“What is once well done, is done forever.” Henry David Thoreau (from Brainyquote.com)
Is there a little bird who says when its time to stop tweaking a work or a subject? When is enough, enough? Many creative people have a difficult time knowing when to stop. A tweaky little tweaker flitting in to let out a bit of tweak when the time has come to stop all tweaking would relieve a lot of the guess work. The little tweaker would pop out the tweak just as the temptation to add just one more bit, one more word, one more shot is about to takeover. The tweaker would bring freedom from the urge to tweak.
ArtNews has an article by Ann Landi posted about this subject. Landi talks to several noted artists about when they know the work is complete. Landi says, “for some artists, the work is done when it leaves the studio. Others keep tinkering in the galleries. One waits for the piece to “cry uncle.” The responses Landi got were as varied as the artists themselves. Artists are as creative in when to stop as they are in where to begin.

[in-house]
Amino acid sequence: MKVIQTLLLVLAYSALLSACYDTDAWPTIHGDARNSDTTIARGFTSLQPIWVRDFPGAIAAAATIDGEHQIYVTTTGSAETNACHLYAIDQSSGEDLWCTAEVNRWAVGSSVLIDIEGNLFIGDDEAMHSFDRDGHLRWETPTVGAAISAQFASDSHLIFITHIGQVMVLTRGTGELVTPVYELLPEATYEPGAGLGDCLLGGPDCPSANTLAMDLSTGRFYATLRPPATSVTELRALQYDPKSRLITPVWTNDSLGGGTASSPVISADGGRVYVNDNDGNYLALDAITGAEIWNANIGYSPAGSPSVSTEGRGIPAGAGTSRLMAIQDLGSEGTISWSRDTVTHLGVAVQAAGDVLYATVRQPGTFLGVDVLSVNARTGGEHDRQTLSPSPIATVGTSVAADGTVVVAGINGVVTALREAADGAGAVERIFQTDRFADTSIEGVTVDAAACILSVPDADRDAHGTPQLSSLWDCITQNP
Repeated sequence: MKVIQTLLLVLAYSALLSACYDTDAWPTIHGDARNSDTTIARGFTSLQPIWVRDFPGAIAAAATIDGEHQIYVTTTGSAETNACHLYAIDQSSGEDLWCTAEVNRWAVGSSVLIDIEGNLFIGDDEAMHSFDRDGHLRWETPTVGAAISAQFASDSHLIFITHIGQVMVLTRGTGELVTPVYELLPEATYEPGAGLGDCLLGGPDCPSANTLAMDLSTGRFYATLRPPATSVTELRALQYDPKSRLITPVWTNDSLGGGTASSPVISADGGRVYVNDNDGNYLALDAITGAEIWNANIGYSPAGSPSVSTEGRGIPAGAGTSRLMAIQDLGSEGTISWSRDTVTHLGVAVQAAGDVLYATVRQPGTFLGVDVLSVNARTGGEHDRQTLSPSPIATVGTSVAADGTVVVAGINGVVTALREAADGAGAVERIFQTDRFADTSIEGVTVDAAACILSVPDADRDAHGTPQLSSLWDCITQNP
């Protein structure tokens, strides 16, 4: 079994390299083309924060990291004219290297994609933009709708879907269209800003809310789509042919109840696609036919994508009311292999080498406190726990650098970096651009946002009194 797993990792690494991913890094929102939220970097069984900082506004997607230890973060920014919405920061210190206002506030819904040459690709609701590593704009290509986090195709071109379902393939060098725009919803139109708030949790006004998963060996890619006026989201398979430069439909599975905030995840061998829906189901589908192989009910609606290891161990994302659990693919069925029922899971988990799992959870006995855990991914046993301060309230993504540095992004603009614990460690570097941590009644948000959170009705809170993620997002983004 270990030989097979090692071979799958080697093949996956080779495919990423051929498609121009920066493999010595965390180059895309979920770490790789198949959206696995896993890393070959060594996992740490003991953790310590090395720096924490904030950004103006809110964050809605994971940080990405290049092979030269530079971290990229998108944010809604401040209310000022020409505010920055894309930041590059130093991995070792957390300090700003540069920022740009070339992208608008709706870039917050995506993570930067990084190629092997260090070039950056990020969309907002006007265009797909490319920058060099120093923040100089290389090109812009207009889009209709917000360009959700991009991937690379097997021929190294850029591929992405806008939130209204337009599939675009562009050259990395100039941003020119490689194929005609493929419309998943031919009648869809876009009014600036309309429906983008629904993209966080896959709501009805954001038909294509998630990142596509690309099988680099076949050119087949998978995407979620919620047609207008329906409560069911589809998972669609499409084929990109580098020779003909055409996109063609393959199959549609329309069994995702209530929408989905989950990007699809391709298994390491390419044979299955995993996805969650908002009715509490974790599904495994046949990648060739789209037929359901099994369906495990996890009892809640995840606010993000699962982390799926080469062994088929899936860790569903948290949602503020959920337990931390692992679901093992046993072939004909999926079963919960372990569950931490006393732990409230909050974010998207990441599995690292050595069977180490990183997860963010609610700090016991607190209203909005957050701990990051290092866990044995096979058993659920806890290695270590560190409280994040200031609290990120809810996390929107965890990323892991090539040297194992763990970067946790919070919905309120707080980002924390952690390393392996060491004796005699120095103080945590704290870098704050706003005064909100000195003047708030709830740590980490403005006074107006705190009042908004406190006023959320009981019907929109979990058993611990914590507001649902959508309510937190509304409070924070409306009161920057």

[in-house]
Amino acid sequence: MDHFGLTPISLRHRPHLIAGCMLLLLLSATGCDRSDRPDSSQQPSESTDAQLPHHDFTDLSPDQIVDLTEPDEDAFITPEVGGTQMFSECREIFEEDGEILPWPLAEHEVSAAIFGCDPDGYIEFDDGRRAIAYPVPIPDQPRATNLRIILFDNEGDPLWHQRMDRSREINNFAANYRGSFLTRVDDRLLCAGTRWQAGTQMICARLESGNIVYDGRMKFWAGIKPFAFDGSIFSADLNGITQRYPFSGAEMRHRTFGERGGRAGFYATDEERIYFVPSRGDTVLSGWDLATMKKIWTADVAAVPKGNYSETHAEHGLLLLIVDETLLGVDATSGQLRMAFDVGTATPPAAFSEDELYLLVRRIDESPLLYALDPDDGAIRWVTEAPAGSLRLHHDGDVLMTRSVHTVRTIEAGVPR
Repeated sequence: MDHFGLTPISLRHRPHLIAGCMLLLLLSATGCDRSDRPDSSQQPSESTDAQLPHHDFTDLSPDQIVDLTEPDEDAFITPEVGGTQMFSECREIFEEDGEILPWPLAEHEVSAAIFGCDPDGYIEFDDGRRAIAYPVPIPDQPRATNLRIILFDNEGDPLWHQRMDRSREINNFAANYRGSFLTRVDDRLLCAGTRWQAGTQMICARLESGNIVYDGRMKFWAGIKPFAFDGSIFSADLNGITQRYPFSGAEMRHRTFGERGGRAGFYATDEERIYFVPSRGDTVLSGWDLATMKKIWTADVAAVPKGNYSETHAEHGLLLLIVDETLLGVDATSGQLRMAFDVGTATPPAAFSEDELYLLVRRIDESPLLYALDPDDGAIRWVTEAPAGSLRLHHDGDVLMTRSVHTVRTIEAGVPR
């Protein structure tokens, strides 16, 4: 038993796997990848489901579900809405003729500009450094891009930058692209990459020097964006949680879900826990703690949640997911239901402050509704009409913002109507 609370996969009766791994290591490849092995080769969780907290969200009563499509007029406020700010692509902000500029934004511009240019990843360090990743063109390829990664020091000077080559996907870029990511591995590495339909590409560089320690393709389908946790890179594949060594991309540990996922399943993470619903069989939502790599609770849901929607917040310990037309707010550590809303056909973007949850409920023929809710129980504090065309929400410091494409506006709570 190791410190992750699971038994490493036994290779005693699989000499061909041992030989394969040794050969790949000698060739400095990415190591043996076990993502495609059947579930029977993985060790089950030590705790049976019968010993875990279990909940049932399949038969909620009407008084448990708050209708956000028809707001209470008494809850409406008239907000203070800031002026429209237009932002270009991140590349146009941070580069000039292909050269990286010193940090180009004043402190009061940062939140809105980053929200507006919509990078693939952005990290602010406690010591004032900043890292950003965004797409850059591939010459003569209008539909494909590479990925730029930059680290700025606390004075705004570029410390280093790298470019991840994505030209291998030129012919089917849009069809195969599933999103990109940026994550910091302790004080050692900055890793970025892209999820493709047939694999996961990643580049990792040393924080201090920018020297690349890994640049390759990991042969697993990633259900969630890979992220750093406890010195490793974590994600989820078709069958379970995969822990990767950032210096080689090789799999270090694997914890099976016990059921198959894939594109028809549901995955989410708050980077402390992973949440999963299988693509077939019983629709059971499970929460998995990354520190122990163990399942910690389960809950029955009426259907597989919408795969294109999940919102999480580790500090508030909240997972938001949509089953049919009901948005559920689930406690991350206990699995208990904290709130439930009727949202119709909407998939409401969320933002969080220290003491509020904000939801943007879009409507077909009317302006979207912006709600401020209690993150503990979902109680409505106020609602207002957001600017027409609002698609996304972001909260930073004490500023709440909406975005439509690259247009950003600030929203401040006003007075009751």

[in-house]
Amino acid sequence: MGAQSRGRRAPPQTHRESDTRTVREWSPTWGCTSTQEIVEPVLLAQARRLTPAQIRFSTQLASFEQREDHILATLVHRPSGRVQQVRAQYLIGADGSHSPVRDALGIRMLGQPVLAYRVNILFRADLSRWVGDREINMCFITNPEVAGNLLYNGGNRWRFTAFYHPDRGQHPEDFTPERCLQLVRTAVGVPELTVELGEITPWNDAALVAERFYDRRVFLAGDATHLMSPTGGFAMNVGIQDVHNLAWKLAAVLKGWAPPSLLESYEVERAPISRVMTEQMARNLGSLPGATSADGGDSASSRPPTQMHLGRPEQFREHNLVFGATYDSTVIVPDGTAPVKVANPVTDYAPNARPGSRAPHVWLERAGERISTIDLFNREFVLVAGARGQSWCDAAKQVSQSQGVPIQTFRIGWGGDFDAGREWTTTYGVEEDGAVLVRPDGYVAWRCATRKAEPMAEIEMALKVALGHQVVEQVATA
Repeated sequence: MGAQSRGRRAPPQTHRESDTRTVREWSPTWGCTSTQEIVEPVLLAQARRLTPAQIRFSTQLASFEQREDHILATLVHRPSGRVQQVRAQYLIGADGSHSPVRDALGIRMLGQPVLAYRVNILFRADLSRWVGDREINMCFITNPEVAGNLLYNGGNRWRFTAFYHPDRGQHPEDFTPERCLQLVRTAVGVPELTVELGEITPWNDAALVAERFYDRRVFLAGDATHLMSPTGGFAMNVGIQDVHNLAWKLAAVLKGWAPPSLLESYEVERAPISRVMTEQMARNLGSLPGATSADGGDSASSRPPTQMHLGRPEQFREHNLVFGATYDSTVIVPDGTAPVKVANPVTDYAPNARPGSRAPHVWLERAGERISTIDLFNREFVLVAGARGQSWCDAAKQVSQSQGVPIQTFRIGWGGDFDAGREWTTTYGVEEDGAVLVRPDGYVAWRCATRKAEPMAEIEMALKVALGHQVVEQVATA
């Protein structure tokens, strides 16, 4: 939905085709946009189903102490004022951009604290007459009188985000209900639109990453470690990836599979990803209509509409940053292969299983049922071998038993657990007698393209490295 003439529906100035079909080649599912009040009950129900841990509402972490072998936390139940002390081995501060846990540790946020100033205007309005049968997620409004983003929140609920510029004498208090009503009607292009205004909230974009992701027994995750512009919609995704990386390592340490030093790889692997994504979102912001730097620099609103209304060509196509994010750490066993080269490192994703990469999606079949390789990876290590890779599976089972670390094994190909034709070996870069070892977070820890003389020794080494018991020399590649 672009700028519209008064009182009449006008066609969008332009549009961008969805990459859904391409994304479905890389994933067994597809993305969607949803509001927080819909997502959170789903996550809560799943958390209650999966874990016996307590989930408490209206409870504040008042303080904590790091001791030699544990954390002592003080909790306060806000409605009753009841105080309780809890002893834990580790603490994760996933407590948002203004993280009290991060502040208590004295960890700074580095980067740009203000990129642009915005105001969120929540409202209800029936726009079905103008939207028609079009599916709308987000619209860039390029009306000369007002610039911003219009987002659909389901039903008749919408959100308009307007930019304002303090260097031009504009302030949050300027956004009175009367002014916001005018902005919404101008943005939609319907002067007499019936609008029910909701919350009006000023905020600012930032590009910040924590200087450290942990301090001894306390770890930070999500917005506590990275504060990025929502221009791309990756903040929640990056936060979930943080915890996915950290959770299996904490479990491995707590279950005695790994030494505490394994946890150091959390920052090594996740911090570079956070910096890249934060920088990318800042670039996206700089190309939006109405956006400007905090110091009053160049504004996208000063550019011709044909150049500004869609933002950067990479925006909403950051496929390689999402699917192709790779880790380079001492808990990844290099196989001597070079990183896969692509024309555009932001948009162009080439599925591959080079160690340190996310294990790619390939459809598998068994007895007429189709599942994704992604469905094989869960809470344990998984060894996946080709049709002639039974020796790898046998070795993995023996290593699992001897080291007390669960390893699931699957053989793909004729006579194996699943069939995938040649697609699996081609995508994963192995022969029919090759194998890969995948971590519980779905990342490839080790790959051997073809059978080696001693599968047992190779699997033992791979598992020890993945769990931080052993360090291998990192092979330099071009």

Artist Sandy Guthrie of Createx.com addresses the problem by identifying a “gut” reaction to the work in progress. Guthrie says, “what to do with the ones that are good, possibly very good—but just not grabbing you in the gut in the same way, is very difficult.” Guthrie “read about an artist who says she always hangs her new work in her house after she has finished. If after a few weeks she feels she loves it, then it can be sold. If not, it goes back to the studio for more work.”
When to stop tweaking is apparently one of those little oddities that only an artist can answer for him/her self. It’s a dilemma to be worked out on an individual basis. The problem could quickly be solved if the tweaker would just show up and tweak a little tune at the precise moment the work is complete. Harnessing the cheeky, tweaky tweaker is a difficult process. Just be careful not to mix up the tweaker for the twerker. You definitely wouldn’t want to go there